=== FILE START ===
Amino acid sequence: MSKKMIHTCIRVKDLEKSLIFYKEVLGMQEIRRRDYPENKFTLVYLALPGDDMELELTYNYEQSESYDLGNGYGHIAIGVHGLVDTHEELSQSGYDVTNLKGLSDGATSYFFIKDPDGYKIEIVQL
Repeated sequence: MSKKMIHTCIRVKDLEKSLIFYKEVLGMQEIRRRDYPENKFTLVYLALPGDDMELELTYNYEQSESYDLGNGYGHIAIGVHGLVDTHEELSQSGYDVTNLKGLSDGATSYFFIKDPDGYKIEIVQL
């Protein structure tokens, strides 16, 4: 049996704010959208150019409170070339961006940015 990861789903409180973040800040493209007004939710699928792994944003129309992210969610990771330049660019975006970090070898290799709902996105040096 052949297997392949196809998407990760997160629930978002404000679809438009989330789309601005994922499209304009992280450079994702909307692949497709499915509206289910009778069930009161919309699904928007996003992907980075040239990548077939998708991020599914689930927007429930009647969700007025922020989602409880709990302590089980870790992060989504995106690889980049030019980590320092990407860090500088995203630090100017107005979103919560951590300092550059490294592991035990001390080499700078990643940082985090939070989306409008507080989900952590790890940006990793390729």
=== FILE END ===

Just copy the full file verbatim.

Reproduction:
Amino acid sequence: MSKKMIHTCIRVKDLEKSLIFYKEVLGMQEIRRRDYPENKFTLVYLALPGDDMELELTYNYEQSESYDLGNGYGHIAIGVHGLVDTHEELSQSGYDVTNLKGLSDGATSYFFIKDPDGYKIEIVQL
Repeated sequence: MSKKMIHTCIRVKDLEKSLIFYKEVLGMQEIRRRDYPENKFTLVYLALPGDDMELELTYNYEQSESYDLGNGYGHIAIGVHGLVDTHEELSQSGYDVTNLKGLSDGATSYFFIKDPDGYKIEIVQL
């Protein structure tokens, strides 16, 4: 049996704010959208150019409170070339961006940015 990861789903409180973040800040493209007004939710699928792994944003129309992210969610990771330049660019975006970090070898290799709902996105040096 052949297997392949196809998407990760997160629930978002404000679809438009989330789309601005994922499209304009992280450079994702909307692949497709499915509206289910009778069930009161919309699904928007996003992907980075040239990548077939998708991020599914689930927007429930009647969700007025922020989602409880709990302590089980870790992060989504995106690889980049030019980590320092990407860090500088995203630090100017107005979103919560951590300092550059490294592991035990001390080499700078990643940082985090939070989306409008507080989900952590790890940006990793390729």